This is by far the best book on negotiation I've ever read and newly entered into my top reads list. Never split the difference takes conventional thinking that negotiating is logical, is about "getting to yes" and "splitting the difference" to get achieve a "win-win" situation, then flips that thinking on it's head. The author frames negotiation as two parties working collaborating where the situation is the adversary - what a great way to approach a negotiation. The author stresses the importa This is by far the best book on negotiation I've ever read and newly entered into my top reads list. Never split the difference takes conventional thinking that negotiating is logical, is about "getting to yes" and "splitting the difference" to get achieve a "win-win" situation, then flips that thinking on it's head. The author frames negotiation as two parties working collaborating where the situation is the adversary - what a great way to approach a negotiation. The author stresses the importance of genuine empathy in a negotiation. As a consumer, father and professional salesperson, this book is invaluable. My key takeaways:-When disagreeing with someone's point of view, say "sorry: repeat back to them what they said in a radio voice and then they should be able to give you some additional clarity. If more clarity is needed, repeat-Use labeling to disarm someone and generate trust during a disagreement, for example: "it looks as though you want to do the following" "it looks as though you feel the following way" -Accusation audit (a form of anchoring): say upfront the worst case scenario / harshly self-critique for example I'm going to sound like an a****** and then say the statement, they will be more sympathetic and less likely to think you are an a****** as a result-Don't be afraid of no. No is the start of a negotiation it makes people feel calm and in control so give them the chance to do so. Allow them to respond to no and work towards getting the "that's right" you seek-Empathy doesn't mean you necessarily agree with the other person it means you're trying to understand their point of view-Asking questions you know will result in a no answer are very productive for example ask "what will you say no to today?"-To get a response when someone is ignoring your emails ask them "have you given up on this project?"-A summary is labeling and paraphrasing-Successful negotiations result in getting to "that's right" not to "you're right". It's about correctly understanding the other person's point of view and situation -Contrary to popular belief you get a better deal when both parties know your deadline-We are all irrational and we are all emotional-Use calibrated questions to collect information that start with what and how never use why which is accusatory-Repeatedly asking calibrated open how questions is a way to say no without making others feel like they've lost control-The objective is not to get others to say "yes" it's to get them to say "that's right" keep asking calibrated questions until they say "that's right"-To understand who all the decision-makers are, ask open questions like "how does this affect the rest of the team?" "who else will be affected by this?" "how do others feel about this?"-To avoid getting a false yes, have them say yes three times in three different ways using calibrated questions-Using your first name humanizes the discussion. Funny example I'm going to try for getting a discount at a store by saying "hi my name is Jeff what's the Jeff discount"-There are four ways to say no: ask "how can I do that"; "your offer is very generous but I just cannot do that"'; gently say no (need to re-listen to remember the 4th)-A bargaining technique is to offer 65% of what you willing to pay (extreme anchor) then 85 then 95 then 100 and make sure to emphasize along the way-At every negotiation there should be three black swans: a piece of information that is previously unknown and instrumental to the negotiation-To uncover black swans in a meeting have a second person join you both of you take notes compare notes afterwards and also look between the lines-Uncover the other person's unobtained goals and charter a plan for them to achieve them-the audiobook referred to a negotiation preparation checklist, but I can't find it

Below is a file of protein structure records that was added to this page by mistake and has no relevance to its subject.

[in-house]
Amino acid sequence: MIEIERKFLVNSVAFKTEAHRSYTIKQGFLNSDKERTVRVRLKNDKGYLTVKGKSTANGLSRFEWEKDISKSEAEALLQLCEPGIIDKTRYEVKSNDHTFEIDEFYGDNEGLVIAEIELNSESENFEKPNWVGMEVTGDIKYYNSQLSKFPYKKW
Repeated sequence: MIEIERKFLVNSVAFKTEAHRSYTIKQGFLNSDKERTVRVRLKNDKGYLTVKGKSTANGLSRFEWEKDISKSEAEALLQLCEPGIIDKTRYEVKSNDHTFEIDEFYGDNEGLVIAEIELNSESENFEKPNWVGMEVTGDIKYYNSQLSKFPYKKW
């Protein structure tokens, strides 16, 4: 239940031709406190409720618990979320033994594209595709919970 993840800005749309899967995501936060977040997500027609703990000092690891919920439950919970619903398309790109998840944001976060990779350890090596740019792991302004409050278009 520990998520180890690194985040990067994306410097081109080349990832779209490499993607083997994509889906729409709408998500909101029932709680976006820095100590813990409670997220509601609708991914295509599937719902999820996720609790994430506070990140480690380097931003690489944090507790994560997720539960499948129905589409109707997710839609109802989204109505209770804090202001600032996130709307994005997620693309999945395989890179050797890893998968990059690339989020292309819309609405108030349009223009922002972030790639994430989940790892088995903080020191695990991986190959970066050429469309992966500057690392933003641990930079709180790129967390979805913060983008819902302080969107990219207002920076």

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  • Tomáš
    January 1, 1970
    Nejlepší knížka o vyjednávání, jakou jsem zatím četl. Žádná suchá teorie nebo vykalkulovaná soupiska rad bez šťávy a hloubky. Kdepak. Chris je bývalý šéf vyjednávač FBI a je to znát. Oceňuji přiznané neúspěchy i následné ponaučení. Skvělá je polemika nad klasickými přístupy, například kritika klasické 'Getting to yes', pod kterou se můžu, byť jen jako laik, podepsat. V praxi jsem vyzkoušel pár rad a byl jsem vskutku překvapen výsledkem. Bohužel ale jako u všech knih i zde platí, že jen četba nes Nejlepší knížka o vyjednávání, jakou jsem zatím četl. Žádná suchá teorie nebo vykalkulovaná soupiska rad bez šťávy a hloubky. Kdepak. Chris je bývalý šéf vyjednávač FBI a je to znát. Oceňuji přiznané neúspěchy i následné ponaučení. Skvělá je polemika nad klasickými přístupy, například kritika klasické 'Getting to yes', pod kterou se můžu, byť jen jako laik, podepsat. V praxi jsem vyzkoušel pár rad a byl jsem vskutku překvapen výsledkem. Bohužel ale jako u všech knih i zde platí, že jen četba nestačí a je potřeba trénovat, učit se a posouvat dál. Toto je skvělá knížka do startu a rád si ji přečtu ještě jednou, takže dávám zaslouženě plný počet hvězd.
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  • Luboš
    January 1, 1970